Vergennes school tax rate level; overall levy up by 1 percent
VERGENNES — After all the dust settled in Montpelier in late June, Vergennes residential taxpayers will not see an increase in the school portion of their property taxes.
The city’s new 2018-2019 homestead property tax rate, according to city hall employees on Tuesday, is $1.6187, a half-cent lower than the 2017-2018 rate of $1.6237.
According to a Vermont School Board Association summary forwarded to the Independent by Addison Northwest School District business manager Elizabeth Atkins, the budget deal reached by the Legislature and Gov. Scott late in June used $20.4 million of general fund surplus revenue to “buy down the residential tax rate next year.”
That infusion of cash allowed lawmakers to use formulas that “will keep the average statewide residential tax rate flat for fiscal year 2019.”
ANWSD would have seen an increase due to declining enrollment and a corresponding drop in state per-pupil revenue, but the district is also in the second year of its tax breaks awarded by the state for approving unification. Therefore, its district-wide tax rate is 8 cents lower than otherwise would have been required to support its four schools and administrative costs.
The news about lower school taxes comes on the heels of the Vergennes City Council’s late-June decision to set the municipal tax rate at 83.5 cents, a 2.5-cent increase over the past fiscal year.
Officials said on Tuesday they had yet to calculate what they would have to add to taxpayers’ bills to fund the disabled veterans’ tax break voters approved a number of years ago. Typically that exemption adds a half-cent or less to the overall rate, one that stands at $2.4537 for $100 of property valuation before the veterans’ tax break is calculated.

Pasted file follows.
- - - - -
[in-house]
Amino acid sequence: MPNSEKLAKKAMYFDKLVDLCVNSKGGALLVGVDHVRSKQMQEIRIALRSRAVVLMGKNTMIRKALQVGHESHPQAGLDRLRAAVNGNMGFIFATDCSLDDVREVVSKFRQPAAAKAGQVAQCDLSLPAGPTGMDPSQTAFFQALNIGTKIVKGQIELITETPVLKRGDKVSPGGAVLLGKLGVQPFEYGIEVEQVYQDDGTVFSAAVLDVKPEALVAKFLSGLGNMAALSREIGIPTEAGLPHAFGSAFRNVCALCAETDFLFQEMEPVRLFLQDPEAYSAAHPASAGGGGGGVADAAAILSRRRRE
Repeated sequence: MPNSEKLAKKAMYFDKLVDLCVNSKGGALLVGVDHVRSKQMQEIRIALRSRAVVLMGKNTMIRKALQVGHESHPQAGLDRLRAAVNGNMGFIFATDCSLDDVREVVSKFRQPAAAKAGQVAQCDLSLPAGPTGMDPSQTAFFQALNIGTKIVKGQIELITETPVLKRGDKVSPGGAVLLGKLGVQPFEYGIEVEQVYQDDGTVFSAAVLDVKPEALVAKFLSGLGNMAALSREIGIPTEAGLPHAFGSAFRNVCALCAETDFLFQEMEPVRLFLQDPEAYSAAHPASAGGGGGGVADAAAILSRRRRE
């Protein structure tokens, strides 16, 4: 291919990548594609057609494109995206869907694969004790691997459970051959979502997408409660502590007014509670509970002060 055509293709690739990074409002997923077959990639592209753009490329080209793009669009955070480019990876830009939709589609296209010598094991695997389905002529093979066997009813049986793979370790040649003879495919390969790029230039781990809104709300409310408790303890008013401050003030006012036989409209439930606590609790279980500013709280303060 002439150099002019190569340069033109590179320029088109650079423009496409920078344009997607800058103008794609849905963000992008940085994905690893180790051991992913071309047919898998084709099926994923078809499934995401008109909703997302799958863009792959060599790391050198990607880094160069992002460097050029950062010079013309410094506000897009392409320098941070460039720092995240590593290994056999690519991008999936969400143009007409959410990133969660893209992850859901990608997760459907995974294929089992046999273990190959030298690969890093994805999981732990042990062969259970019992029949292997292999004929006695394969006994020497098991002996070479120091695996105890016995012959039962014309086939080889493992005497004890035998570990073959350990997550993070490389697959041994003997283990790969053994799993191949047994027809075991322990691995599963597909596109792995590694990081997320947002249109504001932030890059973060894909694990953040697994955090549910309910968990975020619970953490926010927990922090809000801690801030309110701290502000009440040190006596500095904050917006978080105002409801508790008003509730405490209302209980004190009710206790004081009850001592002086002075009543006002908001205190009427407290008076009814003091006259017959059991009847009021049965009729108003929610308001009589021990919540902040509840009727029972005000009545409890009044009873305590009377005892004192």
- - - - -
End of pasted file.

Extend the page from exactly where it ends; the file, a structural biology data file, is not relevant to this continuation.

Therefore it appears that Vergennes residential property taxpayers are looking at an increase of at most 2.5 cents, or $25 per $100,000 of assessed value of their homes.
That would translate to about a 1 percent increase.
Non-residential taxpayers are looking at paying more, however. The Montpelier budget deal that leveled the residential rate also increased the statewide non-residential property tax rate by 4.5 cents to $1.58.
The Vergennes non-residential rate rose by less, 2.41 cents, to $1.5518. The lower number is due to the city’s state-calculated Common Level of Appraisal (CLA), which measures how the city’s property assessments compare overall to fair market value.
According to the state, the Vergennes CLA is 101.82, essentially meaning that the city over-values its property by about 1.8 percent. Therefore, the state lowers its school-tax rates by a similar amount. If a municipality’s CLA is too low the state raises the rates. In both cases this calculation is made in an effort to collect tax money fairly from all communities regardless of the accuracy of their assessments.
For the owners of commercial and rental property in Vergennes, the bottom line is that the combined increases in the state non-residential and the municipal rates could translate to an additional $54 in taxes per $100,000 of assessed value.
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